Land Rover Series 1
Reviewed by Unique Cars and Parts
Our Rating: 2
It was the post-war shortage of steel which prompted development of the Land Rover. Steel became rationed, like everything else, and it was allocated to British industries in proportion to the value of their exports.
At the time, Rover's fairly expensive quality cars were not selling well abroad, and a new venture was needed to attract overseas buyers. The answer chosen was to build a jeep-type vehicle on a commercial basis, and the first Land-Rover prototypes were built during 1947. The project was launched the following year at the Amsterdam Motor Show.
In the early days you only had to make a noise like a round-the-world trip and you could borrow one, chalked up to publicity and development; but the product was soon proved and established all over the world, and the free loans ended. Demand constantly outpaced supply, and whenever there was a "recession" in car sales, Rover were able to divert their attention to catching up on the backlog of Land-Rover orders.
Made For An Outdoor Life
The Land Rover was made for an outdoor life, washed by the rain and occasionally hosed out to clean the interior. There were two little chrome rims around the headlamps - the only concession to styling; everything else, practically, was either galvanised steel (including the chassis) or painted aluminnium.
The 1.6 litre motor was that used in the Rover P4 60, and the body was made almost entirely from aluminium. Until 1950
, the 4 wheel drive system had no central differential which proved fine for tackling up-hill terrain, but was less than adequate when going down hill when the driver would find the wheels turning at different speeds. Cars built after 1950
had a dogleg clutch, allowing the driver to engage either 2 or 4 wheel drive.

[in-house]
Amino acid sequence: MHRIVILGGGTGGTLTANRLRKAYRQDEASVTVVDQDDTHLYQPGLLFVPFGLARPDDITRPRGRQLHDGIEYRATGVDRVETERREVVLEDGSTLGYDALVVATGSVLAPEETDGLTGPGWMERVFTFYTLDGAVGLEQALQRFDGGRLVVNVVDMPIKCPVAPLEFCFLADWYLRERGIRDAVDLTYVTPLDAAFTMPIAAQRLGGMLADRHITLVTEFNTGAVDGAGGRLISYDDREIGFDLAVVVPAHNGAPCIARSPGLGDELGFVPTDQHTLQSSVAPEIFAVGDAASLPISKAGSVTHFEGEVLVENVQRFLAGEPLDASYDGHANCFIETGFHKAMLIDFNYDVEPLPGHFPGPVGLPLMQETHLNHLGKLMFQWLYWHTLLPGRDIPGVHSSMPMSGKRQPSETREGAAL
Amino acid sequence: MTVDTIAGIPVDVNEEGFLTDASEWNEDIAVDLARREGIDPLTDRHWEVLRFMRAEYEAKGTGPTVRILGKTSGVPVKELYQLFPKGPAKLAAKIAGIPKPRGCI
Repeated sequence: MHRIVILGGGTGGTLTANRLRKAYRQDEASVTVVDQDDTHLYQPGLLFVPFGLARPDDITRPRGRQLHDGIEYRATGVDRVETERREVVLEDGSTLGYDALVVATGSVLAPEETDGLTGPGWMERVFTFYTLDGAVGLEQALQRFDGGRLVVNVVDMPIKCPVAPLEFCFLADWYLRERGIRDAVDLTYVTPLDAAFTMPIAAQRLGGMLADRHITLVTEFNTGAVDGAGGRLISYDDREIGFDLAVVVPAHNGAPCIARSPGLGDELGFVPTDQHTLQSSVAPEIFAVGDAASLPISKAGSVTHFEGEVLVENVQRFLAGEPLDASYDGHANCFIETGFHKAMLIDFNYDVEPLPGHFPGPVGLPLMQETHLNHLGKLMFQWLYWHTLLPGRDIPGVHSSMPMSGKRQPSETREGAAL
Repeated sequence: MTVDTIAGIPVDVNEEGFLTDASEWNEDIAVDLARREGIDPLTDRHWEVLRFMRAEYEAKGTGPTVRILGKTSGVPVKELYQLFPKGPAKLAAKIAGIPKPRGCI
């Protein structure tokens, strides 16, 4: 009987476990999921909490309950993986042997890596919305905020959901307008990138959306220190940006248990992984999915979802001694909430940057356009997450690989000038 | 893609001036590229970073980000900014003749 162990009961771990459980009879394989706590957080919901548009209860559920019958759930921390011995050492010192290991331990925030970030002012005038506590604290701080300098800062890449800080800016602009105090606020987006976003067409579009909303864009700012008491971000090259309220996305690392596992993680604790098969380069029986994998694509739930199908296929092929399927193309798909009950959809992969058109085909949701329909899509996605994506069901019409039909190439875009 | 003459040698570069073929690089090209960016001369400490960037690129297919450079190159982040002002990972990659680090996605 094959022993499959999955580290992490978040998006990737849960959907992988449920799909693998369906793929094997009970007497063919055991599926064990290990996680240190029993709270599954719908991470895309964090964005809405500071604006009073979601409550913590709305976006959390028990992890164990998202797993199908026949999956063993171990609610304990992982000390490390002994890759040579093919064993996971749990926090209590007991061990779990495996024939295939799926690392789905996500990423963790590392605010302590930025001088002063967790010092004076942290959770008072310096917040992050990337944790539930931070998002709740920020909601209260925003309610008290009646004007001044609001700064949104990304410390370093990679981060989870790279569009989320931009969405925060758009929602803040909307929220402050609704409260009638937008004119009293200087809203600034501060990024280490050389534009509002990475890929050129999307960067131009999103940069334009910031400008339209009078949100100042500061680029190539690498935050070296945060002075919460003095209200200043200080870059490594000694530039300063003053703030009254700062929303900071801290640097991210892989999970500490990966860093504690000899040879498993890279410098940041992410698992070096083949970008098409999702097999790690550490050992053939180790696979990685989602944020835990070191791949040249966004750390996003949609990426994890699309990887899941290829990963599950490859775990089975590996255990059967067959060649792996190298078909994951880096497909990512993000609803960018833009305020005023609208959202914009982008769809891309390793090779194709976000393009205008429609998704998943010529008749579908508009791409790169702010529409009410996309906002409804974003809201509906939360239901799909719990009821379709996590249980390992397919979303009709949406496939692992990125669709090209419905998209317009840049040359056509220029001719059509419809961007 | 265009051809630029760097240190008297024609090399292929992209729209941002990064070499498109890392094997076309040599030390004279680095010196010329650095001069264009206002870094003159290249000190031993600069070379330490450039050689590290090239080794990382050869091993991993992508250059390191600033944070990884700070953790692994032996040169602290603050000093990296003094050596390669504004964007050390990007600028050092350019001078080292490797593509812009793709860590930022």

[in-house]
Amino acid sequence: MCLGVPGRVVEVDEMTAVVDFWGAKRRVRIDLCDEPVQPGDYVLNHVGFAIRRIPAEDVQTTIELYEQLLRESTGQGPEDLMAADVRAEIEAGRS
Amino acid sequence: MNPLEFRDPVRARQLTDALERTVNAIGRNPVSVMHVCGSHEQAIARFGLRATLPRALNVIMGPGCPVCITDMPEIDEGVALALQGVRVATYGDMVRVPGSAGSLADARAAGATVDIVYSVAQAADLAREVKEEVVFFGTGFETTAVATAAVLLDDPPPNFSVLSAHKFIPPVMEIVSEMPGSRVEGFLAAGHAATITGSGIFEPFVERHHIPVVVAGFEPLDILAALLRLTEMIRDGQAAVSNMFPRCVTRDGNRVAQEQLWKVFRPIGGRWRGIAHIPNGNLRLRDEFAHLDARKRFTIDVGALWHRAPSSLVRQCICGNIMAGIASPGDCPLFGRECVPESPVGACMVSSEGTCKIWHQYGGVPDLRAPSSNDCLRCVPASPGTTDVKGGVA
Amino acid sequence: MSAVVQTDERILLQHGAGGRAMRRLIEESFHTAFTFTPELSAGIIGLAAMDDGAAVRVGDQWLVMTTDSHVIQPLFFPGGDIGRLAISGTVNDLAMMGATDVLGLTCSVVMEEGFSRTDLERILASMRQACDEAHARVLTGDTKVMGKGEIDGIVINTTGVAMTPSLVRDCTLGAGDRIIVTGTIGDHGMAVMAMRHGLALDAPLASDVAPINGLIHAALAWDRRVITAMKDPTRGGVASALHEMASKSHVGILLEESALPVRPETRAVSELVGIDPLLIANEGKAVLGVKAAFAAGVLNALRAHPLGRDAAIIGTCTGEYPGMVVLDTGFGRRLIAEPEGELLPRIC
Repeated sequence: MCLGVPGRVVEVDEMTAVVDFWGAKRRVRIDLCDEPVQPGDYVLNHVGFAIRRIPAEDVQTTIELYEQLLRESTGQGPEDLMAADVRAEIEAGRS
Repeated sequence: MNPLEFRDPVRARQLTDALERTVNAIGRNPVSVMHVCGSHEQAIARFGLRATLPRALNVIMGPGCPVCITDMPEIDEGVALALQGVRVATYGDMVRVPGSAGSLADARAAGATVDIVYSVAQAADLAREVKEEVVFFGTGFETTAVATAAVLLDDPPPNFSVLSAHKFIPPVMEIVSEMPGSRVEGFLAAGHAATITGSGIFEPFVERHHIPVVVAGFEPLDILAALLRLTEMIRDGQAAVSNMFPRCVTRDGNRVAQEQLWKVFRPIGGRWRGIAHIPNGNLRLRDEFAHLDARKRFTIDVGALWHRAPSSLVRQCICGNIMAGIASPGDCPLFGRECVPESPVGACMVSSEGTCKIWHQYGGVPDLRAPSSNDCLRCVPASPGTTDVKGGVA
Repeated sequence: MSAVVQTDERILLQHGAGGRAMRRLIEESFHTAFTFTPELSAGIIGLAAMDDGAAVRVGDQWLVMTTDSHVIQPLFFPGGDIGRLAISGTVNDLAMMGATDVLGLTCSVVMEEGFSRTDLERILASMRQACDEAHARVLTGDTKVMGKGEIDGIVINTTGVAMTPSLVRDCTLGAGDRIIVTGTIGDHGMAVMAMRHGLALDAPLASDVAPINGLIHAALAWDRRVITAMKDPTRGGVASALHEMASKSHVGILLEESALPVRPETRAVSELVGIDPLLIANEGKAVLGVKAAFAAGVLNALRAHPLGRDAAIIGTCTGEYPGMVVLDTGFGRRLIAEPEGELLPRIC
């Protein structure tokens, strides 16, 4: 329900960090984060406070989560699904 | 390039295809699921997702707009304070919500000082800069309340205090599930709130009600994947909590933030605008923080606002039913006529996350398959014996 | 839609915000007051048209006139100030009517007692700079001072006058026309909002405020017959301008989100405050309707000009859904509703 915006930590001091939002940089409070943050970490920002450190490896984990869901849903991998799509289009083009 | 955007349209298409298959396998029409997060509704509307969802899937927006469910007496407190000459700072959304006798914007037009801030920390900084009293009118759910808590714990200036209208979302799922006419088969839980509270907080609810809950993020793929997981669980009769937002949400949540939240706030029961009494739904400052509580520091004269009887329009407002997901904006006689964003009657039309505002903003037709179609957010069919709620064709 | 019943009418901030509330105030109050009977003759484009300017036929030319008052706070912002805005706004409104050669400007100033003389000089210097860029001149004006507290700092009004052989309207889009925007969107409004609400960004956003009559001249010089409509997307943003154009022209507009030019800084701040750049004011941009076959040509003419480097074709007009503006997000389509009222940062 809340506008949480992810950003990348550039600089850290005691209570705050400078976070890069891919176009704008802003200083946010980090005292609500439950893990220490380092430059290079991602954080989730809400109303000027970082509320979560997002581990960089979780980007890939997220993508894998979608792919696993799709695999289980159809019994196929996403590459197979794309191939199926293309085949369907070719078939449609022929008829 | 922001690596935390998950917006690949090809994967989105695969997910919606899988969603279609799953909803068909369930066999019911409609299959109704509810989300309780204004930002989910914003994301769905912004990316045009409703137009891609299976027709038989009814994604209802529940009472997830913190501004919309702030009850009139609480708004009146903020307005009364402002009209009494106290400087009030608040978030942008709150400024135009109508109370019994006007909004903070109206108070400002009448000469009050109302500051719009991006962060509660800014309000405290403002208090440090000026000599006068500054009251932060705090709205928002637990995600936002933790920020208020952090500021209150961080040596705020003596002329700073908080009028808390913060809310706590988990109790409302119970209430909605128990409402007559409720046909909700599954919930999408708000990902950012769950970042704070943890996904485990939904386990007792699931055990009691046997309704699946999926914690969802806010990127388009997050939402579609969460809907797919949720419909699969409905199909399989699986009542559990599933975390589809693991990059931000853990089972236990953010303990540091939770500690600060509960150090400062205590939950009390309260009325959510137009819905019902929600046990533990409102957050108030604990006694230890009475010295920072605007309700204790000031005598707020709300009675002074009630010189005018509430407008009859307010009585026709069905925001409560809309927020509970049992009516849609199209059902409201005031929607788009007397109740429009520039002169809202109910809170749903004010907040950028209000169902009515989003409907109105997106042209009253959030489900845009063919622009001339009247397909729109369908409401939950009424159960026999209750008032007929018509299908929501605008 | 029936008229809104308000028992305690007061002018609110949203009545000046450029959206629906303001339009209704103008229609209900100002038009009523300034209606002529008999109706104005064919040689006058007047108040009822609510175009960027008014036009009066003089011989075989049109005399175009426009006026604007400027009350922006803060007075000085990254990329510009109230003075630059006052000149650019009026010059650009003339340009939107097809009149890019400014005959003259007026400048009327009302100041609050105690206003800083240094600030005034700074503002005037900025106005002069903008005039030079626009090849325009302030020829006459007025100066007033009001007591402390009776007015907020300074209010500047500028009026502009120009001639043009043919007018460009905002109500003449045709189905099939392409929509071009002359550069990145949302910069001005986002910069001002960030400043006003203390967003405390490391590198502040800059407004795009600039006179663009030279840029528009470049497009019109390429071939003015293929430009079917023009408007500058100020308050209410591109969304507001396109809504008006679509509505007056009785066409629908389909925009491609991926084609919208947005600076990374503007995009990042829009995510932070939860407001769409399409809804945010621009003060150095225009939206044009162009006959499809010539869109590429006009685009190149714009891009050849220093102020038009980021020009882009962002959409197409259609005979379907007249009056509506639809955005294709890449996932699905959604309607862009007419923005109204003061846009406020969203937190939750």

Eight Forward Gears
Two differentials and two drive-shafts with a dual ranged gearbox gave optional four-wheel drive. This in conjunction with bar-tread tyres
was the reason for the Land Rover's climbing ability. Inside the cabin, which was covered by an oil treated canvas top, the driver was well protected from the weather. Many test drivers found that, without practice, the Land Rover was difficult to drive. After about 40 miles the driving became fun, all controls were well situated, and although the gearbox had synchromesh on only the two upper ratios, changes could be made with the switfness usually associated only with the sports car boxes.
There were two other levers situated directly in front of the driver's left hand, one the transfer lever, to engage either high or low final drive ratio, and the other which required a solid push to operate was used to engage either two or four wheel drive. During one road test, to indicate the strength of the pulling power in the vehicle, a stop was made half-way up a 45 degree hill. Four-wheel drive was engaged, low ratio was selected (high ratio was 5.396 to 1 and low 13.578 to 1), second gear was selected, and with no fuss whatsoever the Land Rover accelerated up the hill. In the centre of a bog top gear could be used in conjunction with the low range final drive for all practical work. To make things really practical a hand throttle was included in the standard equipment.
On The Road